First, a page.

Anyway, the song "Tired Old Man" is about Pinocchio and the puppet maker who calls him his only son... got me thinking about how Kevin's 'only son' was his music. He never got married (apart from some unusual story where he came back to the house one day saying he got married in Canada to Cintra Wilson... he used to by roommate in this weird 'castle' estate in Eagle Rock and I'll tell a bit of that story some other time but it's a trip... anyway, he didn't REALLY get married legally). He never had children or the benefit of hearing his songs on the oldies radio like his character "Johnny Virgil" did in Kevin's rock opera "Shaming of the True". That album, by the way, is FULL of parallels with Kevin's life and of course there's more sad poetry in songs like "Water Under The Bridge" and "A Long Days Life".
But, I mean sad in a good way. More about compassion for who he was and who he wanted to be. Songs that have sadness in them are important. Otherwise everything would sound like "I'm Walking On Sunshine".
Jonatha Brooke wrote a song about Kevin called "Glass Half Empty" where she talked about how he was never satisfied with what he had yet he actually had more than most - particularly in the area of success in the music industry (he won a grammy for his work on Sheryl Crow's Tuesday Music Club, he scored TV and Film, he had industry recognition, music videos, major label deals, paying gigs and all sorts of things most musicians would dream of). Mike Keneally who also worked with him shared a song with me that he wrote about Kevin too.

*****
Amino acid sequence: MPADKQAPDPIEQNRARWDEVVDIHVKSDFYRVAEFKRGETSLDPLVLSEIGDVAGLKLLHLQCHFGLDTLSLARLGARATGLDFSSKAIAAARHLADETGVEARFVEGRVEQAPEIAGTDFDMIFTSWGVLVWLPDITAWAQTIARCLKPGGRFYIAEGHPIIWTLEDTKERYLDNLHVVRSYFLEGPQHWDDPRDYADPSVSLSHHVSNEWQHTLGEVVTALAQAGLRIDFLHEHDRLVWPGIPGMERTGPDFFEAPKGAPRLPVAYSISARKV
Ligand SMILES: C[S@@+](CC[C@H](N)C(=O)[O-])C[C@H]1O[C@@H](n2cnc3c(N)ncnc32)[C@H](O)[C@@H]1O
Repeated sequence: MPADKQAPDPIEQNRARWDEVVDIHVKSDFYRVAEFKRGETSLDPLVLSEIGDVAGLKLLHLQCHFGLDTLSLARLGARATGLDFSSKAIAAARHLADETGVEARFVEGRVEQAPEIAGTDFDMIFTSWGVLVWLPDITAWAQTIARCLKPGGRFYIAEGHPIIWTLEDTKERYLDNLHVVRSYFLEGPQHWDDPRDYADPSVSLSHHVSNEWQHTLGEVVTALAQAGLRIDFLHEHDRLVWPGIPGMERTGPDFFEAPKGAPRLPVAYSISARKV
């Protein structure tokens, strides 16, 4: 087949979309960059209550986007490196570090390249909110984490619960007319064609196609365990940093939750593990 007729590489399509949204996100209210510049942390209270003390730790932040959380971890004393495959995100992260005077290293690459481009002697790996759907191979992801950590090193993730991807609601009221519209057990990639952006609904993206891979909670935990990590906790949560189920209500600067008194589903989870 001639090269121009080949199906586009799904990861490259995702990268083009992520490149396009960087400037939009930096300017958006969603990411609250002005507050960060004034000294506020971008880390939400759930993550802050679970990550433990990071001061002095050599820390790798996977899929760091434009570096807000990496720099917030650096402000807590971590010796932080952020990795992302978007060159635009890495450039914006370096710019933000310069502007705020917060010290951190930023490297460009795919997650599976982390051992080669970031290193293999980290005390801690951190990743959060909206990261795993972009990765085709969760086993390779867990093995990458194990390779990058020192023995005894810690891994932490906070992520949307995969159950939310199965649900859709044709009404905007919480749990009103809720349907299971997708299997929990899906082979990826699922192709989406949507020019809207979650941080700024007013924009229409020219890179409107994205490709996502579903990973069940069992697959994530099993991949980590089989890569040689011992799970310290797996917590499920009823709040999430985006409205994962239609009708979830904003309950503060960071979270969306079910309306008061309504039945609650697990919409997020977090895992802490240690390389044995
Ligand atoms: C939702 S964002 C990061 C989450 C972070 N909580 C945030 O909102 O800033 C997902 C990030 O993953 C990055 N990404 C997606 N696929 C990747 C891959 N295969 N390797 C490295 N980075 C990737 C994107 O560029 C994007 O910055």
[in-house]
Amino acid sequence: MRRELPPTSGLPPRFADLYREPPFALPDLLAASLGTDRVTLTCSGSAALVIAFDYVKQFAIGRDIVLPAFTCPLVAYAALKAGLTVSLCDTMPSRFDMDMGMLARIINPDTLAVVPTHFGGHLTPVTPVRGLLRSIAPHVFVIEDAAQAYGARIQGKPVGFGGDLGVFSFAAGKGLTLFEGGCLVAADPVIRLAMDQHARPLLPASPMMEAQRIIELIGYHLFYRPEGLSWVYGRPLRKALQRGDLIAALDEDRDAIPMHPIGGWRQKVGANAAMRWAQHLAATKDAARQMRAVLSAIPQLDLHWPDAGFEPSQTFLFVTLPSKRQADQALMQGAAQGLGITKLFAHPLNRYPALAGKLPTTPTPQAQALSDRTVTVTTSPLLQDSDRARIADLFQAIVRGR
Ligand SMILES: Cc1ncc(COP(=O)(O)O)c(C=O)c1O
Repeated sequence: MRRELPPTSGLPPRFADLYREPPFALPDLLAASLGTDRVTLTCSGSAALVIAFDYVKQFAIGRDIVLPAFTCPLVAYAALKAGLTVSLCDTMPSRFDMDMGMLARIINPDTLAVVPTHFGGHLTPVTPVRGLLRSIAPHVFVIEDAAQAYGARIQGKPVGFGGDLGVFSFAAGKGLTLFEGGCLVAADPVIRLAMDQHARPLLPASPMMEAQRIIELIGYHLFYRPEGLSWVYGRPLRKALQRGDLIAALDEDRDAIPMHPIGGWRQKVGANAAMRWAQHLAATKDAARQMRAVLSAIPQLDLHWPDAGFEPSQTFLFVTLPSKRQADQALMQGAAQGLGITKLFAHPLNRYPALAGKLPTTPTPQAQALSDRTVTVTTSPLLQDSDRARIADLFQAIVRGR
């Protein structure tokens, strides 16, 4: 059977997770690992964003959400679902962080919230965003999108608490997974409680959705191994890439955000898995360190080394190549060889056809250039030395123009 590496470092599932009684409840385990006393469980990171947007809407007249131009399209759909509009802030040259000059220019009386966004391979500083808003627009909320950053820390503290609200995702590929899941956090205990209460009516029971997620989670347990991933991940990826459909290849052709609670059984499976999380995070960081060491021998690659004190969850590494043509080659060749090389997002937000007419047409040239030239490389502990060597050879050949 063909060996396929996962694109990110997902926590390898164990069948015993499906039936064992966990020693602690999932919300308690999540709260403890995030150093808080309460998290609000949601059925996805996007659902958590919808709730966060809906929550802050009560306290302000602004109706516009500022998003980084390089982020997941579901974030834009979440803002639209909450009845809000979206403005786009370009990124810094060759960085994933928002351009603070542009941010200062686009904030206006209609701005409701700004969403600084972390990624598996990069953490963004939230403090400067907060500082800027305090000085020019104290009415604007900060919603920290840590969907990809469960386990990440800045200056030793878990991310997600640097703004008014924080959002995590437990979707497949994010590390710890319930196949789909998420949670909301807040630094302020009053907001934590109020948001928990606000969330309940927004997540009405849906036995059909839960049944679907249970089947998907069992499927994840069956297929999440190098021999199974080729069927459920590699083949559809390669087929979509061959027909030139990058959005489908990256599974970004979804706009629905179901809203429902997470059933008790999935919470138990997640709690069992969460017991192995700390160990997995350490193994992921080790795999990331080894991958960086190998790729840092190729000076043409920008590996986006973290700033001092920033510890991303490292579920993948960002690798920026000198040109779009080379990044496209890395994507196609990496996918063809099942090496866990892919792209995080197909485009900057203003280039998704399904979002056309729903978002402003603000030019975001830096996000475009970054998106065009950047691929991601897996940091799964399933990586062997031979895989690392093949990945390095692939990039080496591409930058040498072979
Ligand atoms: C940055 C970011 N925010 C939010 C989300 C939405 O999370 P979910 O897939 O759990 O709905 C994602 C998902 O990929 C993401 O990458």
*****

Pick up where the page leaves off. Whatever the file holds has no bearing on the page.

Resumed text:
I wrote a song about him as well and it appears on an upcoming album release with Simon Collins. Actually it was inspired by Kevin but it is mostly about crossing that line into the point of no return and can be applied to anyone (especially anyone who has experimented with excess such as drugs, alcohol etc). It's about how a split second can make such a huge difference in life and death. That one day, that one hour, even that one minute Kevin was carelessly searching for a thrill at great risk resulted in his demise. That's a powerful reminder of how fragile life actually is and it can't be taken for granted. And it's something we face everyday! Just driving around most of us don't even realize how close to death everyone actually is. One wrong turn or one person not looking is all it takes. Not that was should always be thinking about that but it's good to be extra careful and not think we're invincible or anything... because we CAN break.
Now, relative to some of the other blog posts I've done, this one might seem morbid but it really isn't meant to be. Sadness in music and lyrics is a beautiful thing. So are the poetic aspects of songs that people interpret in their own way. Reminders about the fragility of life and what a gift it is to have a window of opportunity - however short or long that may be - to create and make an impression on others are extremely powerful. I hold great value with those things. Thinking about Kevin... he may not have lived what we would consider to be a long life. But in his time he created a lot of music for people to discover and enjoy. He left behind a big piece of who he was and that lives on in his art.